Whirlaway 1987 1988 A ChanceTrabant Ride. Closed in 1987 and removed from the park in 1990. Relocated to Michigan's Adventure in Muskegon, MI
Ranger 1990 1994 Huss Ranger – replaced by Rainbow
Round Up 1987 1995 Hrubetz Round Up
Starchaser 1987 1995 An enclosed Anton Schwarzkopf Jet Star roller coaster.[34] It was removed in 1995[34] due to a pending lawsuit from guests who were injured on the ride in 1994.[35] The ride was originally located in Beech Bend Park before being moved to Kentucky Kingdom.[36] It was then moved to Darien Lake in 1996[37] before moving to its final location at Great Escape, where it was called Nightmare at Crack Axle Canyon. The ride is now defunct.[38]
The Squid 1990 1997 4 wet/dry water slides. Replaced with Road Runner Express.
The Vampire 1990 1999 A Vekoma Boomerang roller coaster.[39] It was removed in 1999[39] because of multiple breakdowns.[citation needed] It was moved to Six Flags New England where it is now known as Flashback.[40]
Jester's June Bugs 1990 2001 Moved to Six Flags Worlds of Adventure (Geauga Lake). All Geauga Lake rides could be at Cedar Point
Starcastle Voyage 1997 2001 Kids Carousel – moved to Six Flags Worlds of Adventure (Geauga Lake)
Mini Tea Cups 1998 2001 Tea cup ride – moved to Six Flags Worlds of Adventure (Geauga Lake)
Thriller Bees 1998 2001 Huss swing ride – Moved to Six Flags Worlds of Adventure (Geauga Lake). Currently for sale online.
The Quake 1992 2004 Vekoma Waikiki Wave – ride was replaced by Tornado water slide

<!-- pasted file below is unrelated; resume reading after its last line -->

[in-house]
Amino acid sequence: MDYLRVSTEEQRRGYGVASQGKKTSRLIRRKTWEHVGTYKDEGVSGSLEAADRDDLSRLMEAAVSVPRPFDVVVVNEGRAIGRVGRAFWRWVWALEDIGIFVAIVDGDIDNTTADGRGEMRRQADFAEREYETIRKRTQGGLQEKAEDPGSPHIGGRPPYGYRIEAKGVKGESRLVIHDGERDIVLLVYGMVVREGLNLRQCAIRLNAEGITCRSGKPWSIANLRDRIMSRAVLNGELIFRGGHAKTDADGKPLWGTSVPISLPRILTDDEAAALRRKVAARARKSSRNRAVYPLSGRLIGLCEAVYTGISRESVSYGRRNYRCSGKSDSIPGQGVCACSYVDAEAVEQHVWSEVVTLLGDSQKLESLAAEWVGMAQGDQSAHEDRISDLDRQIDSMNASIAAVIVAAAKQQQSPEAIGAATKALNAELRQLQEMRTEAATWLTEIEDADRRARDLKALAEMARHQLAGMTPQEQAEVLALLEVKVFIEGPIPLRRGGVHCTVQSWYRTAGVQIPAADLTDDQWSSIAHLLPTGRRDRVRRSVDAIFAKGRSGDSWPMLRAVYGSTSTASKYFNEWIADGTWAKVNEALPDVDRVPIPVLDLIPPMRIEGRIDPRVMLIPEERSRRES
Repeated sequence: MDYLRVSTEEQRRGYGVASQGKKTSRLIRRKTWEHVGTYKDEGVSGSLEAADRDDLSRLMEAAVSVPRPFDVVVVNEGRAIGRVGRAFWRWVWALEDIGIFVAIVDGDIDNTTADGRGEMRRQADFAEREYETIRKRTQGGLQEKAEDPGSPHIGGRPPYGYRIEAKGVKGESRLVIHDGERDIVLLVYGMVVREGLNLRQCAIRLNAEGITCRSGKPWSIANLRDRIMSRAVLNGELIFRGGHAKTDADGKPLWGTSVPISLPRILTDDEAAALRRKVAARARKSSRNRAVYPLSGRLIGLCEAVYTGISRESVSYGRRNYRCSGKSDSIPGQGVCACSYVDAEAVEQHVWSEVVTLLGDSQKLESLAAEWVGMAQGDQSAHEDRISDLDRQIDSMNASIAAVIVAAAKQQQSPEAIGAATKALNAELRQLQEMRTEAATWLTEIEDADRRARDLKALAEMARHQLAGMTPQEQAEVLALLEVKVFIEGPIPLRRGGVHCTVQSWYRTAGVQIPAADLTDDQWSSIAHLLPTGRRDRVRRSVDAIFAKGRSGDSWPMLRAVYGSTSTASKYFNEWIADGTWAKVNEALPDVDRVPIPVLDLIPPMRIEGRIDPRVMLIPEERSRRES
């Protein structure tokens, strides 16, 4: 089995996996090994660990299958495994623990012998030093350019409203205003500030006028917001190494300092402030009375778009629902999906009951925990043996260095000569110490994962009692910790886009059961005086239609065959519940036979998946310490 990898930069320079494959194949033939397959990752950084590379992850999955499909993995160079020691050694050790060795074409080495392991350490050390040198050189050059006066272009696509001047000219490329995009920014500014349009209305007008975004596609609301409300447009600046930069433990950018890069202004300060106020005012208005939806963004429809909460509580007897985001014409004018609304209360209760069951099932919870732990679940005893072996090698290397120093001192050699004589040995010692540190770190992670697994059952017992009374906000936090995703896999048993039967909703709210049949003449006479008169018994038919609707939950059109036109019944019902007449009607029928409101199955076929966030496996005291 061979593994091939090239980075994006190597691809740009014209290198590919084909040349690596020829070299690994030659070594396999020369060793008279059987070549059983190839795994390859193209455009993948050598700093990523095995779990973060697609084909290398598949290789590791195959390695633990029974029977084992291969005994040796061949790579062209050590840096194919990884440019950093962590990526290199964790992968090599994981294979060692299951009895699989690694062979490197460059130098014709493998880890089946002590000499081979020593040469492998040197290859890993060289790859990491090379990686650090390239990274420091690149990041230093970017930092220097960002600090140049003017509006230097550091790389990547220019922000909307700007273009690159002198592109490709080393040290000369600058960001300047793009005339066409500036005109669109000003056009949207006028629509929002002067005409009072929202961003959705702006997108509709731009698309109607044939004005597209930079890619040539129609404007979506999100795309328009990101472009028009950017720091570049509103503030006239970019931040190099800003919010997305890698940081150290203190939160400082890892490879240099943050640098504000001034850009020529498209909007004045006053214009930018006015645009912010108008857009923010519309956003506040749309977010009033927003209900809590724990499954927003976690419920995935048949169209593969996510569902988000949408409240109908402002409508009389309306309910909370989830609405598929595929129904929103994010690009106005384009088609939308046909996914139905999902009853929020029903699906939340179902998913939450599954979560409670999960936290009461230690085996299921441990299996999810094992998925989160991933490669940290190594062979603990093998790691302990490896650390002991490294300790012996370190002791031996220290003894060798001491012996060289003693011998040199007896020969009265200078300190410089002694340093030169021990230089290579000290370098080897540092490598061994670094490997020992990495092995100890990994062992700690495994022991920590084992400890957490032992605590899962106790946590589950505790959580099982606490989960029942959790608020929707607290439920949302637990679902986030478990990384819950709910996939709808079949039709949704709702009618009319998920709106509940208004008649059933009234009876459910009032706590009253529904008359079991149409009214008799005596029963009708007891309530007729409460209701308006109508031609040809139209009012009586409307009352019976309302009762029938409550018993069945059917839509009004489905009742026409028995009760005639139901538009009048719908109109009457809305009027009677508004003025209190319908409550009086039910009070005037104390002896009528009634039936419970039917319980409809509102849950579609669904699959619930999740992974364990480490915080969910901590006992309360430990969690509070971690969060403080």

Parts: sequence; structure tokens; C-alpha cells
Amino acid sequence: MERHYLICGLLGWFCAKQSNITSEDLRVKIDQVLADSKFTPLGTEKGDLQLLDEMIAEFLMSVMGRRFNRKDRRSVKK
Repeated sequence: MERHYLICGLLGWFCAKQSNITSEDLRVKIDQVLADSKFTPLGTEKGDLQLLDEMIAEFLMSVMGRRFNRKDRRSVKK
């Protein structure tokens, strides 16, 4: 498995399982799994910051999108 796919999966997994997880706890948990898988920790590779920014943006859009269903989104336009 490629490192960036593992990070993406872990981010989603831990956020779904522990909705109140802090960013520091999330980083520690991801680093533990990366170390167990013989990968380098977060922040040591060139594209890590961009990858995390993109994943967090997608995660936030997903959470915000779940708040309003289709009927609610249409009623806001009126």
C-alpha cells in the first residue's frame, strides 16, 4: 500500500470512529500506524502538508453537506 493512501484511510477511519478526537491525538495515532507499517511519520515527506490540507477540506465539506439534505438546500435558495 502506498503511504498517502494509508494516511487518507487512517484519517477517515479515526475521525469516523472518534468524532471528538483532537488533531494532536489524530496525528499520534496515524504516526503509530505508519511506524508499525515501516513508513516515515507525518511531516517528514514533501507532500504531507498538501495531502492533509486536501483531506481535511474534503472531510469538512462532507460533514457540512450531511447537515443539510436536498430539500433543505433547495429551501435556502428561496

Slingshot 2002 2004 Extra charge Funtime Sling Shot – portable – moved to Six Flags Elitch Gardens.
Chaos 1998 2005 Chance Chaos – Replaced by a smoking area in 2006, replaced by Deluge in 2007. Currently in storage.
Top Eliminator Dragsters 1996 2005 3/4 scale dragsters. SBNO from 2005 to 2010. Manufactured by ThrillTime Entertainment International.
The Great Race 1998 2006 Spinning kids ride – Replaced by Deluge in 2007 (The ride however is still in storage somewhere at the park and may reopen in the future)
Superman: Tower of Power 1995 2008 Intamin 177 ft (54 m) giant drop – Closed due to serious accident that resulted in a 13-year-old girl losing her feet; was located just inside the entrance to the park; originally named Hellevator (1995–2006).
Rainbow 1995 2008 Removed following a serious malfunction of the Rainbow at Liseberg in Gothenburg, Sweden. Many Huss Rainbow rides were dismantled following the 2008 incident at Liseberg. Replaced by Up, Up and Away
Turbo Bungy 2000 2008 Extra-Charge attraction
Chang 1997 2009 A Bolliger & Mabillard stand-up roller coaster.[41] It opened in 1997 as the tallest, fastest and longest stand-up coaster in the world but has since been bumped down to second. It was one of Kentucky Kingdom's main attractions. Chang has been relocated to Six Flags Great Adventure and will begin to operate as the Green Lantern replacing Great American Scream Machine for their 2011 season.[42]
Road Runner Express 2000 2009 A Maurer Söhne wild mouse roller coaster retained by Six Flags as part of the settlement.[43] It was relocated to Six Flags New England for the 2011 season and re-themed into their 10th roller coaster.It is called Gotham City Gauntlet: Escape from Arkham Asylum. Replaced by Professor John's Flying Machines and Cyclos.[44]